Sunday, December 21, 2008

Mullein Tea

I did a post a while back about how much I like the mullein plant in my garden. Now I want to tell you another thing that makes this plant great: mullein is herbal medicine as well. It's main use over its history is for lung ailments, such as bronchitis and even tuberculosis, but has also been used to make treatment oils for earaches and infections.

I have collected the leaves of some of the mullein in my garden for the last two years, because every year, guaranteed, I will get bronchitis. And nothing will touch it and it will go on for over a month, unless I start treating it aggressively. Once I began using mullein, I noticed a drastic reduction in the length of time it took for my bronchitis to go away.

Well, the inevitable has happened and I am currently facing a brewing case of bronchitis. So, mullein to the rescue! I have a jar of leaves that I dried this spring (very easy to dry - just pick them, lay them on a cookie sheet for a few weeks until they are crispy instead of leathery, then pack them into a sealed jar for storage). For lung ailments, you drink a tea made of these leaves, and the flowers if you have them. The flowers are actually more potent, but hard to store. Also beware, the seeds of the mullein are toxic. I'm not sure what they do, but it is best to avoid them.
For the tea, I crush the dried leaves into a coffee filter. You have to be very careful not get any of the leaves outside the filter as mullein leaves have tiny hairs that can irritate the mucus membranes.
I tie off the filter with a plastic twist tie that I re-use for this purpose and steep the bag in boiling water for at least 5 minutes to ensure a good potency. Other sites suggest at least 10 minutes, but, eh.
The tea ends up looking like chicken broth, and you know what? It is delicious! It tastes like wildflowers and honey. If you get a chance to use the flowers, it is even better. But, you are only supposed to drink a cup every few hours. I make my tea more potent than what some sites have suggested, using a couple tablespoons per cup vs teaspoons per cup.

I also sweeten it with local honey if I have it, because honey has its own herbal properties that enhance the work of the mullein. If I don't have honey, I use dark brown sugar, because I like it and it melds well with the mullein flavors.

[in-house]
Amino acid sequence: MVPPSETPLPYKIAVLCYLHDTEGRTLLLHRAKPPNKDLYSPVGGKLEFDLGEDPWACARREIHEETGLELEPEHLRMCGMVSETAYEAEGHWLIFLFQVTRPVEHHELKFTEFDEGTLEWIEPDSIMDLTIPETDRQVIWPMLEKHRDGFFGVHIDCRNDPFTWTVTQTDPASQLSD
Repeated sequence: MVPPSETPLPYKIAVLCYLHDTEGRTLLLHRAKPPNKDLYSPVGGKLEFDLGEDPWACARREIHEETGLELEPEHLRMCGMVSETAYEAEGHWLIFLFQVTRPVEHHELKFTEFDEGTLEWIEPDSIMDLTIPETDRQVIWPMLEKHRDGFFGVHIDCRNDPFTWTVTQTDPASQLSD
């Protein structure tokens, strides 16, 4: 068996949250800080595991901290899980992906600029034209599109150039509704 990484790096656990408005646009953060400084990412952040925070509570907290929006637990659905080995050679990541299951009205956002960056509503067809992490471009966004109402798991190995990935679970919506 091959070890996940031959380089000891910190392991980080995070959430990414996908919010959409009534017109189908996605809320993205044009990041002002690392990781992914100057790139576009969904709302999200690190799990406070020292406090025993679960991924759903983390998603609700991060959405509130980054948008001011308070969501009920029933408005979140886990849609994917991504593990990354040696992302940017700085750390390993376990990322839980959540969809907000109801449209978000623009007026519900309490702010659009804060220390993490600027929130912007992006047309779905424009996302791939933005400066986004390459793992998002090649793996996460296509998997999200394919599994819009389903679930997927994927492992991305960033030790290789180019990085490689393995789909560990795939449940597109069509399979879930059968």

I drink a cup or so immediately and save the rest for later in the day. To this batch I have even added a little dried Creeping Charlie. Yep, Creeping Charlie, the bane of my garden, just happens to be quite an amazing little herbal remedy itself! Among its laundry list of remedy potential is decongestant. Just what I need! I started collecting it this spring after reading what it can do. It also is fairly tasty and blends well with the mullein flavors.

And you know the best part of all this? These medicines are FREE! Most of us throw these medicines away every year as we weed our gardens and don't even realize it. I am spending part of my winter researching other potential remedies that I can collect next year with my son and a friend that is also into herbal remedies. Let me know of any that you know of, especially ones that you have used yourself!

Thursday, December 18, 2008

Iceland Gardens

Nature's garden at Skaftsfell National Park

Cement fence with Icelandic poppies

Icelandic poppy in Iceland!

Backyard garden in Hofn

So jealous of this backyard!

Roadside memorial garden

Backyard garden in Reykjavik

Awesome garden statues in Keflavik

Sunday, December 14, 2008

Turkey Meatballs with Wine Sauce

I had a work party to go to and needed a dish to bring. I wanted something that could be a meal dish or h'orderves. Meatballs would sure fit that bill. I have my very own recipe for meatballs that I just LOVE!

Turkey Meatballs

2lbs ground turkey
1 sleeve of saltines
3 TBS rosemary
1 TBS Italian seasoning
1 TBS thyme
2-3 eggs
1-3 small cloves garlic minced
1/2 sweet onion minced
a couple of dashes olive oil
Salt and pepper

I do not eat mammals, but poultry is fair game! I thawed out 2lbs of ground turkey. Nothing like meat in a tube!
Pre-heat the oven to 350°. Mix all the ingredients together and roll into balls. I chose to roll them into small balls that could be picked up with toothpicks, but you could make them as big as you like. place them on a cookie sheet. They can be very close to each other. Bake until they are completely cooked.

These are DELICIOUS!
And they go really well with spaghetti and sauce.

Speaking of sauce, my husband thought a sauce might be nice with these, so I made one up for them.

Wine Sauce

1/2 bottle Madeira wine
4oz rice vinegar
1/4 cup apple cider vinegar
1-2 tsp soy sauce
2 TBS stone ground Dijon
1 TBS cornstarch dissolved in water

Put the first 4 ingredients in a saucepan on medium heat. Simmer until the liquids start to concentrate. Add the Dijon and the dissolved cornstarch. Stir over heat until thickened.

Serve with the meatballs, or any other meat that might go well with a wine sauce. It is fantastic!

These were a big hit at the party. People were asking about the meatballs and the sauce. I rock!